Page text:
Does Audience Engagement Affect Artistic Work?

In our third podcast, Richard Evans speaks about ways in which audience development strategies relate to artistic work with David Shimotakahara, Artistic Director of GroundWorks DanceTheater, and Charles Fee, Producing Artistic Director of Great Lakes Theater. Both are leaders of Cleveland organizations participating in Engaging the Future, a program developed with the Cleveland Foundation.

David Shimotakahara has been a member of the Atlanta Ballet, Boston Repertory Ballet, Kathryn Posin Dance Company, and the Pittsburgh Ballet Theater. He performed with Ohio Ballet under the direction of Heinz Poll from 1983-1999. He also served as Rehearsal Assistant for Ohio Ballet from 1989-1999. From 1989-1997, Mr. Shimotakahara founded and was Director of New Steps. This acclaimed dance project offered a variety of programs that stimulated the creation and growth of new choreography in Northeast Ohio. Mr. Shimotakahara has choreographed for opera and theater with the Cleveland Opera, Great Lakes Theater Festival and the Dallas Theater Center. He served on the Carlisle Project advisory panel in 1996, and dance panels for the Ohio Arts Council, Illinois Arts Council, the Mid Atlantic Arts Alliance and the National Endowment for the Arts. He has received 6 consecutive Individual Artist Fellowships for Choreography from the Ohio Arts Council from 1996 to 2007. In 1998, he received a McKnight Foundation Fellowship from the Minnesota Dance Alliance to create new work in the Minneapolis, St. Paul communities. Mr. Shimotakahara was awarded the 2000 Cleveland Arts Prize for Dance. In 2002 his work with GroundWorks Dancetheater was recently voted “One of 25 to Watch” by Dance Magazine. In 2007, he received the OhioDance award for Outstanding Contributions to the Advancement of the Dance Artform. Mr. Shimotakahara was a 2008 recipient of the first COSE Arts and Business Innovation awards as the founder of GroundWorks DanceTheater.

Charles Fee holds a unique position in the American theater as producing artistic director of three independently operated, professional theater companies: Great Lakes Theater in Cleveland, Ohio (since 2002), Idaho Shakespeare Festival in Boise, Idaho (since 1991) and Lake Tahoe Shakespeare Festival in Lake Tahoe, Nevada (since 2010). His appointments have resulted in a dynamic and groundbreaking producing model for the companies, in which 37 productions have been shared since 2002. In addition to his work with the companies in Ohio, Idaho and Nevada, Charles is active within the community. He has served as a member of the strategic planning committee for the Morrison Center, as producer of the FUNDSY Award Gala (’96, ’98 and 2000), and as producer of the 1996 Idaho Governor’s Awards in the Arts. Charles has served on the board of the Boise Metro Chamber of Commerce and as a member of the Downtown Rotary Club. He received his B.A. from the University of the Pacific and master of fine arts from the University of California, San Diego.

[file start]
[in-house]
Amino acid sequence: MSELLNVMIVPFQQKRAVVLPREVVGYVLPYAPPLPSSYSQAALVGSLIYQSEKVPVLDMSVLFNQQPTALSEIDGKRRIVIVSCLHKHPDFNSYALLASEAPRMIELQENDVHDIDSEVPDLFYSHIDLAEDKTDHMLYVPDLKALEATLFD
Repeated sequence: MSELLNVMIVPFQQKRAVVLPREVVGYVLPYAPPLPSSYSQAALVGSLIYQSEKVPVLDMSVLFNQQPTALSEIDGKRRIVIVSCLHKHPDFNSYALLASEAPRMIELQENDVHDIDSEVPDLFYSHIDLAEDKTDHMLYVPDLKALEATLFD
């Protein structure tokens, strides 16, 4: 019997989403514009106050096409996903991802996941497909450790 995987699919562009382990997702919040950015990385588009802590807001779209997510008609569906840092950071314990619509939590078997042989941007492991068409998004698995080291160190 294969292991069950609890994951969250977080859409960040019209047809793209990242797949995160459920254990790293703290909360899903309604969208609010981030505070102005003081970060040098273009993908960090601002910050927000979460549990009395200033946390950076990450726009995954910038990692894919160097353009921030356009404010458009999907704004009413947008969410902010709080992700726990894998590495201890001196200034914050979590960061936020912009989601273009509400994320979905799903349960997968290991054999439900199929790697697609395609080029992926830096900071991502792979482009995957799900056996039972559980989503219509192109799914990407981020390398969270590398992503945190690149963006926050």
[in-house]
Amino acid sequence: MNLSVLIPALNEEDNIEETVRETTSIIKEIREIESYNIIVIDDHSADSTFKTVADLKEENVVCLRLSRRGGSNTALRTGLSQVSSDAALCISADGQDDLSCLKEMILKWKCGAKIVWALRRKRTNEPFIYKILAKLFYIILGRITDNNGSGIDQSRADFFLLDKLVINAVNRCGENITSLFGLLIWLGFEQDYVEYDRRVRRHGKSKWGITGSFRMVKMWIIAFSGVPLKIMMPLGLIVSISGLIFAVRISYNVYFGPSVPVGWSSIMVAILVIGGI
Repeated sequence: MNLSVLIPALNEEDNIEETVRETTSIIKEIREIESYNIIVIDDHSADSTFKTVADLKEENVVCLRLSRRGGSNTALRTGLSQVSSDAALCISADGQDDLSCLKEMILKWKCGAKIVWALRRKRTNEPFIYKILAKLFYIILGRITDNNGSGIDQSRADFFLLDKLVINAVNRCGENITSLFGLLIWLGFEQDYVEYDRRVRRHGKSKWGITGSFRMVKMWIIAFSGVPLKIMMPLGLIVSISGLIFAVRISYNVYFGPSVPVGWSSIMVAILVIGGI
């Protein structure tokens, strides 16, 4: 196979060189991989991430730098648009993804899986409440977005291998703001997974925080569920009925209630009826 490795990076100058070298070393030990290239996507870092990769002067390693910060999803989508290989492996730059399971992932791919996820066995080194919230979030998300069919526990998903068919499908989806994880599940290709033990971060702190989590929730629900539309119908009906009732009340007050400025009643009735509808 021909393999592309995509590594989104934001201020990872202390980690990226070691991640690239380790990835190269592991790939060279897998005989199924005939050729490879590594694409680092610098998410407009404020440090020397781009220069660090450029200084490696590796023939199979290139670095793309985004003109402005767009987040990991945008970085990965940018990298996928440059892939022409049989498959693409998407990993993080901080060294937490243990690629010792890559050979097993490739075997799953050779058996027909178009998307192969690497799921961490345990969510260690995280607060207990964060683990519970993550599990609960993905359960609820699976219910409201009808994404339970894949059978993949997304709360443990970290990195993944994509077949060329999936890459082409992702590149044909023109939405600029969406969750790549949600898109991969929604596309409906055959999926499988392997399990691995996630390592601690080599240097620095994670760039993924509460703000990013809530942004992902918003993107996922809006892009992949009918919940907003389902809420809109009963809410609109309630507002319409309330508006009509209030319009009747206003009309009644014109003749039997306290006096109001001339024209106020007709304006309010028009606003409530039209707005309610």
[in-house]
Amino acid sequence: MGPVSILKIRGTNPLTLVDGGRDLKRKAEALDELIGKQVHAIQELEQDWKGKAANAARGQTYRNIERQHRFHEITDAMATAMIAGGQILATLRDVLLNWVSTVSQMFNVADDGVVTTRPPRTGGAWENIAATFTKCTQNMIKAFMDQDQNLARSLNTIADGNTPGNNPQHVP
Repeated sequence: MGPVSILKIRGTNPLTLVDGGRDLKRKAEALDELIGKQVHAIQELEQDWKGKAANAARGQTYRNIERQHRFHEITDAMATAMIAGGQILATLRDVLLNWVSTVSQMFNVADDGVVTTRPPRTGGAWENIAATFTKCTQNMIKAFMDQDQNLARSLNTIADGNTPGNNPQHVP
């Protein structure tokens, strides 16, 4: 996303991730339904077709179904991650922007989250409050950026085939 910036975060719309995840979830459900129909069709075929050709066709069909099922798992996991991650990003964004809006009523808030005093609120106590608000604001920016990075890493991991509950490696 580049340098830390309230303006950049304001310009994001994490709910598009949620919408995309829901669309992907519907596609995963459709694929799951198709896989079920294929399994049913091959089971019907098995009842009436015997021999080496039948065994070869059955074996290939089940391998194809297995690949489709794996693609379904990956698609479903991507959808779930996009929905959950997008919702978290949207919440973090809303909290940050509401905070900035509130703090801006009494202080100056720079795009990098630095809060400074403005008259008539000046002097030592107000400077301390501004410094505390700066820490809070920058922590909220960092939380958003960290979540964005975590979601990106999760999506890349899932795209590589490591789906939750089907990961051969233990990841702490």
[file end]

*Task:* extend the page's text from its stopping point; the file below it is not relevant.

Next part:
Duration: 24:15
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Piama Habibullah is the Online Producer + Communications Manager at EmcArts, creating media content and increasing social media reach for EmcArts and ArtsFwd.org, an online platform for arts leaders to learn and share stories about adaptive change and the power of effective innovation.

  • In his judgment of participatory performance, Charles Fee states: “It’s no longer a truly aesthetic experience because the aesthetic distance has been completely shattered, and now you are in the piece of art.”

    Just because an audience becomes part of the art doesn’t mean they can’t assess the art. What better way to consider art than by immersing one’s self in it? Ann Hamilton engaged her audience in “the event of a thread” at the Park Avenue Armory, and the aesthetic emerged because of the audience. Diane Paulus changed how the American Repertory Theater’s audience connects with “The Donkey Show” and “Sleep No More.” The audience will debate the work afterward just as they do non-participatory art.

    Granted, not everyone desires participatory art, but one can enhance aesthetic perspective through audience immersion. Distancing the audience doesn’t make it a truer aesthetic experience; it simply makes it a less connected one.

    http://www.armoryonpark.org/programs_events/detail/ann_hamilton
    http://www.americanrepertorytheater.org/